21. The enormous impact of gender inequality is demonstrated by the millions of women who have become infected with HIV and AIDS by their partners. The number of new infections in females is now growing faster than in males. Tuberculosis, often linked to HIV/AIDS, has become a global health problem and has been identified as a current development challenge with high economic and social costs, since the overwhelming number of victims are in the economically most active period of their lives (ages 15 to 49).17 Communicable diseases such as tuberculosis, malaria and, to a growing extent, HIV and AIDS are diseases of poverty. Poor women are especially vulnerable because of their low nutritional status, restricted access to education and gainful employment, and heavy workloads. The stigma attached to many communicable diseases, particularly those involving disfigurement, leads to the hiding of the disease and a decrease in life opportunities, including marriage.

22. Once infected, women are more likely to treat themselves and to postpone seeking professional care because of gender-based constraints, including domestic responsibilities, caring for others and the cost of travel and treatment. Having sought treatment, they receive low priority owing to their low social status. Health services thus miss an important opportunity to provide women, the main health providers within the household, with the information required to perform the role of providing effective medical care at the right time and more effectively.

23. Little research has been conducted on how communicable diseases affect women and men differently, and what is known is not taken into account in planning services. Despite the magnitude of the tuberculosis epidemic, its gender dimension has been neglected. WHO only recently drew up an agenda for research into the biological, epidemiological, social and cultural differences in the occurrence of tuberculosis in women and men, focusing on reproductive health, diagnosis and patient education. With regard to HIV/AIDS infection, steps need to be taken to ensure better and more affordable and available independent protection for women (e.g., female condoms). Recent research in mother-to-child transmission and in drug research is promising for populations where pregnant women can choose to be tested for HIV and have access to treatment.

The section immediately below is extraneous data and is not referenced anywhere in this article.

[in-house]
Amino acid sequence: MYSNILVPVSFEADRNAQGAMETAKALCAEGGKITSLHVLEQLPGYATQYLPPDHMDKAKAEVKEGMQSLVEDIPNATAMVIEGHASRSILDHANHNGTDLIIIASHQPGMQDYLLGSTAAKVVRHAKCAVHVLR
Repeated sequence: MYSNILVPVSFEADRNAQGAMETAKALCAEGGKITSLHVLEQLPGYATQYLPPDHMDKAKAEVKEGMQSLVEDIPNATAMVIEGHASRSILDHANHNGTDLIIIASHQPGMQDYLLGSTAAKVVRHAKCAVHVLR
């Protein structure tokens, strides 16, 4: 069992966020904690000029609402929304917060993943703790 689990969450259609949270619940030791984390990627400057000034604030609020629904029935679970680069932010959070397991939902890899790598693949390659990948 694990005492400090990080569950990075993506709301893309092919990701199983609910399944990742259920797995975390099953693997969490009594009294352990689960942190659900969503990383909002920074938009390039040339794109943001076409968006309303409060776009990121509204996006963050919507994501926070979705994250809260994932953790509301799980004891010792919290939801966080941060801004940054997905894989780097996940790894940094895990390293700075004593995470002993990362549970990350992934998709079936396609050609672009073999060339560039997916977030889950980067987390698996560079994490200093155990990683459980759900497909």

24. Governments and international organizations should promote research on how communicable diseases, particularly malaria, tuberculosis, and HIV and AIDS affect women and men differently and take these differences into account in planning and delivering services.

25. Governments should:

(a) Ensure that stigmatization (in leprosy, filariasis, HIV and sexually transmitted diseases) does not lead to under-detection and lack of treatment, especially for women;

(b) Avoid all forms of compulsory testing for HIV on women, including those related to prevention of mother-to-child transmission;

(c) Improve sexual and reproductive health services available to women with HIV and AIDS;

(d) Improve accessibility to high quality prenatal care for all women, including prenatal and post-natal counselling services associated with HIV testing and avoid all forms of discrimination in the health services against women living with HIV when applying prevention programmes for mother-to-child transmission.

26. Health workers and professionals should:

(a) Encourage their patients to inform their partners in the case of HIV infection so as to protect them from infection, and counsel them as to ways of doing so;

(b) Encourage families to ensure that all girls and boys are fully immunized and monitored and treated for childhood diseases.

3. Mental health

27. Although the right to the enjoyment of the highest attainable standard of physical and mental health is universally recognized, mental health and its gender dimension remain vastly neglected. A first step would be to acknowledge the existence and causes of women's psychiatric disorders and trauma, ranging from poverty to exposure to violence. Poverty, armed conflict, domestic isolation, powerlessness (resulting from illiteracy, low education, economic dependence and patriarchal oppression) are all associated with the higher prevalence of psychiatric morbidity in women, compounded by sexual and physical violence. Family and social abuse of women, as well as violence against women in all its forms, have a devastating effect on their physical and mental health. Good quality mental health services need to be integrated with other services, in particular with legal, educational and other social and law enforcement services in order to deal with mental illness resulting from, or aggravated by, violence and other forms of abuse to women. Inappropriate medication for emotional distress and psychological illness should be avoided, as it can result in silencing women and men rather than dealing with the root causes of their problems. It should not be assumed that female relatives are able to provide the full range of mental health care to those with serious mental illness within the home.

28. Governments should: